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Poetry

We kiss in parting and greeting. Brother John painted our black Madonna, and close as he was to her face, he often preaches, he was never closer to wisdom. Brother Benjamin, difficult at times, but full of rue and regret that he cannot control his need to order—utensils, stones, usually books—taps himself wildly and sometimes wails. Brother Baptiste once asked, How do I fit into my body? Brother Javier survived the plague. We think nothing of his fever-whitened hair: no one returns untouched from death’s strange land. Brother Jeremiah covers pears in cloth to protect from sudden frost. We’ve only read about the sea, but after a day’s labor he smelled like my dream of the sea. Sometimes, my brother offers a pear and knife, its handle made lustrous through the passing of hands.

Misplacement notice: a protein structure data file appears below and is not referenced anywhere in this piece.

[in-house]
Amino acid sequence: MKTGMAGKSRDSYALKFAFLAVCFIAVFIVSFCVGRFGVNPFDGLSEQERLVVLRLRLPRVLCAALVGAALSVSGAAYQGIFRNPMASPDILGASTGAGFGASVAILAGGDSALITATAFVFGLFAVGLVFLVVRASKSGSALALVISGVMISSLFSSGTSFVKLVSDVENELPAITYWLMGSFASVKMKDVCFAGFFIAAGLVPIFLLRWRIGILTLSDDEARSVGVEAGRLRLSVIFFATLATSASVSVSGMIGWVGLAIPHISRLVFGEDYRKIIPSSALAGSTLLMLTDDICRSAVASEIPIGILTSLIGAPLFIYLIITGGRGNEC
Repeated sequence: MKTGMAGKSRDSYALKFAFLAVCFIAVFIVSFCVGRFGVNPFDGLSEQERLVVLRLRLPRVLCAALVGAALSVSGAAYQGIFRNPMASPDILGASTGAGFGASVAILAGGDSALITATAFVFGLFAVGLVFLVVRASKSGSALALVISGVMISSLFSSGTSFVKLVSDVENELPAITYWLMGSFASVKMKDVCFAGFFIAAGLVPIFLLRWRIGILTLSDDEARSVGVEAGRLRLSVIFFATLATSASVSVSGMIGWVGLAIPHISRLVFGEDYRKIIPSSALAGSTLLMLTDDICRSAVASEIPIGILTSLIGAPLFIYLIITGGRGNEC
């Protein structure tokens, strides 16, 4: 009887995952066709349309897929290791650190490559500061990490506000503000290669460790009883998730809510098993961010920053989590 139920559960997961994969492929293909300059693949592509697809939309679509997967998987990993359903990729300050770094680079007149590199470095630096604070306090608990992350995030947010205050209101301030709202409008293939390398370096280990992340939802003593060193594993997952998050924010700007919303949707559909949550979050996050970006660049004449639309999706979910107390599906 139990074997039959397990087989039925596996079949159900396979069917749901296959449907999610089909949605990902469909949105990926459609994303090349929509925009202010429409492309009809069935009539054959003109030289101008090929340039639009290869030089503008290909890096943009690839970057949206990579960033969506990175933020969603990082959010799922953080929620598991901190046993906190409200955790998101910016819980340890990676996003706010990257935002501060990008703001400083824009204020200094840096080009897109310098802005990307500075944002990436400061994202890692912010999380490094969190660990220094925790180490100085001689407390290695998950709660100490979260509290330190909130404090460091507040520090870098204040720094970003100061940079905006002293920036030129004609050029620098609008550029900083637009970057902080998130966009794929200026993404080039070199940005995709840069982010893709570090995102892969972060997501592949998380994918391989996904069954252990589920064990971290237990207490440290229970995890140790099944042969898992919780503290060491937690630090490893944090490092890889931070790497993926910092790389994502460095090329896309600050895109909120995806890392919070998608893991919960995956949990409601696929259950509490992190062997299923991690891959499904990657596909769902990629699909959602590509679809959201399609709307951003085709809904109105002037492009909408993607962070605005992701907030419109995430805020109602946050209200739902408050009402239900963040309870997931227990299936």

Derrick Austin is the author of the forthcoming Tenderness and Trouble the Water (both from BOA). He is a Stegner Fellow in poetry at Stanford University.

 

 

 

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